The Hahn SLH Pinot Noir ($30) was spice forward and garnet-colored. The spice mellowed in the glass, and the fruit was reminiscent of Red Vines licorice candy … if Red Vines came jazzed up with cinnamon, clove, and allspice. That SLH stands for the Santa Lucia Highlands AVA. 3/5.

Scott Family California Pinot Noir

Made with grapes grown just to the south in the Arroyo Seco AVA, the 2014 Scott Family Estate Pinot Noir ($30) was my favorite of the night, although not my most highly rated. I would never have guessed this was a pinot noir and found myself entranced with its lively mix of unlikely bedfellows that proved they knew how to have a good time. Attention-demanding herbaceous notes (thyme?) took center stage while white pepper, cranberry, and young strawberry filled the conversation pauses with flair. 4/5.

Santa Barbara County Pinot Noir

Sanford Califonia Pinot Noir

Sanford Winery and Vineyards, which I’ve been following since my first Wine Bloggers Conference, proved its deft winemaking skills once again with this exceptional 2014 Pinot Noir ($45) from the Santa Rita Hills (Buy the 2012 here).  If my favorite childhood dessert, raspberry cream served in milk chocolate cups, was given more depth, this might be the result. The nose is attic and pencil shavings, and the glass is those strawberry cups mingling with cardamom and tree bark. Its fire engine red color intrigued. 4.5/5.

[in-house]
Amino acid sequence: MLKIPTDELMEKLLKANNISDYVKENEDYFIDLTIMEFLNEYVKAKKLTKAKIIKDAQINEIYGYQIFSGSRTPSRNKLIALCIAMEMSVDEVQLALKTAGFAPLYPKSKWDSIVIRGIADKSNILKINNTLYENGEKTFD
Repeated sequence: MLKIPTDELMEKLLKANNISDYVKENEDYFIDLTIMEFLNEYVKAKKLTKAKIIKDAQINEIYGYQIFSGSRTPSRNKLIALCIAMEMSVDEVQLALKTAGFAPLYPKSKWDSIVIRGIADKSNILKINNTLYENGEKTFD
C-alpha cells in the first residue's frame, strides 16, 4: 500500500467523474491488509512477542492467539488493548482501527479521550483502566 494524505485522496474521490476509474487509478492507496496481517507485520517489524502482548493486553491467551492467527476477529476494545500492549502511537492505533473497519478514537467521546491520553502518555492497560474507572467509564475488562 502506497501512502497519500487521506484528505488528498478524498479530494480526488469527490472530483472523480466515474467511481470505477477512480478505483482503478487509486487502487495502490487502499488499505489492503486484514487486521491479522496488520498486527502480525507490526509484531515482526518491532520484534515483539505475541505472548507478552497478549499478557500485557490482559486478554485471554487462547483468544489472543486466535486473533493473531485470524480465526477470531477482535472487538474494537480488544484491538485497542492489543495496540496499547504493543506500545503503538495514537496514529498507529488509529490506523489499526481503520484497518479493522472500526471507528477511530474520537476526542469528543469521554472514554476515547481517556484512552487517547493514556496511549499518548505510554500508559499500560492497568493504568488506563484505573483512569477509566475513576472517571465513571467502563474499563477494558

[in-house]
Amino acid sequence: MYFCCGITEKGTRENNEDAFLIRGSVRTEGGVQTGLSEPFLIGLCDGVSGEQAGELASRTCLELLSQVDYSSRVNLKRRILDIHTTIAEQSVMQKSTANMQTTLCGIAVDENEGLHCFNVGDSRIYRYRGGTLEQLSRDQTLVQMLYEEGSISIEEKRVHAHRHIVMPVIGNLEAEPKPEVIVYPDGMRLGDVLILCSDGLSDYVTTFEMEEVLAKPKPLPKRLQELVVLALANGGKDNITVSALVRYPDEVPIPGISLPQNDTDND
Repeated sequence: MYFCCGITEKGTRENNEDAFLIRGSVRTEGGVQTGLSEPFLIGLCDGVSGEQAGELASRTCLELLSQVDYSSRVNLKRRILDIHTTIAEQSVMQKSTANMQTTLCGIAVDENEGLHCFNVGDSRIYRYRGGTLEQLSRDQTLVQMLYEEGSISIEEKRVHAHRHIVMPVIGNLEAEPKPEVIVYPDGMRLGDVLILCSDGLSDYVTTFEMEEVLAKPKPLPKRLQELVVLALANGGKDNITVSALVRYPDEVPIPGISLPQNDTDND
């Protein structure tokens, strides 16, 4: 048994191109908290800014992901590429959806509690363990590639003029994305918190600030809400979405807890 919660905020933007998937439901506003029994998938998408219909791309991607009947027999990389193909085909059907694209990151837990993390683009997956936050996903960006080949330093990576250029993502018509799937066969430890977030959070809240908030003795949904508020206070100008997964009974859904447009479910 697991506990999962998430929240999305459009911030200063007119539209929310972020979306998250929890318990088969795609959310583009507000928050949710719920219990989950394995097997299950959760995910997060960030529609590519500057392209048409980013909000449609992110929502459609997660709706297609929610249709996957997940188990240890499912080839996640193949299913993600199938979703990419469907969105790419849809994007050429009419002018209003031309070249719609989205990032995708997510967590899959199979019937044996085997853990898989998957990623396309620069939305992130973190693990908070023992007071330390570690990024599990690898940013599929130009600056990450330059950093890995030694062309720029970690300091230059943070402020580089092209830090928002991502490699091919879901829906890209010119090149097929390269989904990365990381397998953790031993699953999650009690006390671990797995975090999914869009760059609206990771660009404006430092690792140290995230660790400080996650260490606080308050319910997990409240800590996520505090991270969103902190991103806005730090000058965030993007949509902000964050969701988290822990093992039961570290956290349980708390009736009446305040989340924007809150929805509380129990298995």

The California Melting Pot Pinot Noir

Landmark Vineyards California PInot Noir

Landmark’s Overlook 2014 ($25) is a smooth, easy blend of grapes from Sonoma, Monterey, and San Benito Counties, which I thought a great way to end this pinot noir tour. Although I didn’t prefer it to the others overall, it gave me the strongest atmospheric impression: “Watch the smoky haze on the horizon. A little of its heat makes it into the glass along with a strawberry splash and an uncharacteristic, earthy finish that takes you from the horizon to the dusty, thirsty ground at your feet.” 3/5.

Thank you, Benson Marketing Group, for this introduction to your pinot noir portfolio and helping me cement my current theory that terroir reigns more supreme than typicity for this grape.

Event held 18 August 2016.


2 thoughts on : Exploring Pinot Noir of California

  • October 5, 2016 at 1:52 pm

    First, that ham flight looked AMAZING!!! Lots of restaurants in DC are doing charcuterie, but only a few are doing it well…so it’s interesting to hear that you’re encountering the same thing on the other coast.

    As for Pinot Noir, I feel like there are tons of wineries making them, but few making them well. Often I find them thin and acidic. Like you, though, I’ve been following Sanford Winery since the Wine Bloggers Conference, as their wines are exceptional (even if they are a little pricey).

    • The Gourmez
      October 5, 2016 at 11:22 pm

      Interestingly, they aren’t curing the meats themselves but ordering it in from well-established specialty butcheries around the globe. Perhaps proof that not everything should be done in-house all the time? I do think the accouterments are their own, however.

      Sanford *is* price, which is why I continue to watch them with interest and sample when I can. 😉 I do find that I prefer pinots with more body; I don’t think any of these qualified as thin.